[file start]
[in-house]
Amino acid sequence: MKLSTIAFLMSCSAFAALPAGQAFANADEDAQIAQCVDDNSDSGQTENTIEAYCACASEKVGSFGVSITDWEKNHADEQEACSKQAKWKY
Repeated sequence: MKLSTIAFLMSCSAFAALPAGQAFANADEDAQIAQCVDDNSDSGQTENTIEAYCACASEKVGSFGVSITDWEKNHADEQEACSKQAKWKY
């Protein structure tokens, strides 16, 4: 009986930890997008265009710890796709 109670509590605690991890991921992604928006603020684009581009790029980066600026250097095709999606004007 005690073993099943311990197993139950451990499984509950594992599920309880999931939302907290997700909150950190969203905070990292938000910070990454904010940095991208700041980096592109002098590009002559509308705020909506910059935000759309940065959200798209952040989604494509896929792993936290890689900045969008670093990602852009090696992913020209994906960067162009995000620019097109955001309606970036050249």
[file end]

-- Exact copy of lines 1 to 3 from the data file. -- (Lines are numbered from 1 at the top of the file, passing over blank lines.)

[in-house]
Amino acid sequence: MKLSTIAFLMSCSAFAALPAGQAFANADEDAQIAQCVDDNSDSGQTENTIEAYCACASEKVGSFGVSITDWEKNHADEQEACSKQAKWKY
Repeated sequence: MKLSTIAFLMSCSAFAALPAGQAFANADEDAQIAQCVDDNSDSGQTENTIEAYCACASEKVGSFGVSITDWEKNHADEQEACSKQAKWKY